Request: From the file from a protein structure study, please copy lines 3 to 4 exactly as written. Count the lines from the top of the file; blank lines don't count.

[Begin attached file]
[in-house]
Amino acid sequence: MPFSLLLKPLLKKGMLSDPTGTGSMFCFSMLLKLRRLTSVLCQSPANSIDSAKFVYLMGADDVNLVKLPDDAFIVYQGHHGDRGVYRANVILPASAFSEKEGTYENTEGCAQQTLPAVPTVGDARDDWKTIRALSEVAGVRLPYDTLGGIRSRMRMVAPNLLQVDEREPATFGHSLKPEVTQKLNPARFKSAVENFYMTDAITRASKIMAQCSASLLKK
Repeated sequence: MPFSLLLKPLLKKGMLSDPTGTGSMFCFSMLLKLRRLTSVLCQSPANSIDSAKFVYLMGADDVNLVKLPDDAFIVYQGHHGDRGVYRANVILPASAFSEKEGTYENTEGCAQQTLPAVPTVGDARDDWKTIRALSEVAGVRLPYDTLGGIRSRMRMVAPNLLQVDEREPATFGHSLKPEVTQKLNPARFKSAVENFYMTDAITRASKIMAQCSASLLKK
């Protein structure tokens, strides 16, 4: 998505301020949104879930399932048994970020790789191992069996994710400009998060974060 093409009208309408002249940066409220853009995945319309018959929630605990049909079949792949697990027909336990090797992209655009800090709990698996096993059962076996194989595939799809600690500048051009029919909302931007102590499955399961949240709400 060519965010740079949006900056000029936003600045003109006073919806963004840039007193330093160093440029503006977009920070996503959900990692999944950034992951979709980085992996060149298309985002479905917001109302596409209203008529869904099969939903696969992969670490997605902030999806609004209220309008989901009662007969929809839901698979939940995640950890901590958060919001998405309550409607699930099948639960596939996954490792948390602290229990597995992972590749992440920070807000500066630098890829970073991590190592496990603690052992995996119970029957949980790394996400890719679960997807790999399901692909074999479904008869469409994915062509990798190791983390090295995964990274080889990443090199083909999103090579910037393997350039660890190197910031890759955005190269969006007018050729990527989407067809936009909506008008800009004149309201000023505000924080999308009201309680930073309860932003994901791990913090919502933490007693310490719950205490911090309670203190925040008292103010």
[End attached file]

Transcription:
Repeated sequence: MPFSLLLKPLLKKGMLSDPTGTGSMFCFSMLLKLRRLTSVLCQSPANSIDSAKFVYLMGADDVNLVKLPDDAFIVYQGHHGDRGVYRANVILPASAFSEKEGTYENTEGCAQQTLPAVPTVGDARDDWKTIRALSEVAGVRLPYDTLGGIRSRMRMVAPNLLQVDEREPATFGHSLKPEVTQKLNPARFKSAVENFYMTDAITRASKIMAQCSASLLKK
């Protein structure tokens, strides 16, 4: 998505301020949104879930399932048994970020790789191992069996994710400009998060974060 093409009208309408002249940066409220853009995945319309018959929630605990049909079949792949697990027909336990090797992209655009800090709990698996096993059962076996194989595939799809600690500048051009029919909302931007102590499955399961949240709400 060519965010740079949006900056000029936003600045003109006073919806963004840039007193330093160093440029503006977009920070996503959900990692999944950034992951979709980085992996060149298309985002479905917001109302596409209203008529869904099969939903696969992969670490997605902030999806609004209220309008989901009662007969929809839901698979939940995640950890901590958060919001998405309550409607699930099948639960596939996954490792948390602290229990597995992972590749992440920070807000500066630098890829970073991590190592496990603690052992995996119970029957949980790394996400890719679960997807790999399901692909074999479904008869469409994915062509990798190791983390090295995964990274080889990443090199083909999103090579910037393997350039660890190197910031890759955005190269969006007018050729990527989407067809936009909506008008800009004149309201000023505000924080999308009201309680930073309860932003994901791990913090919502933490007693310490719950205490911090309670203190925040008292103010």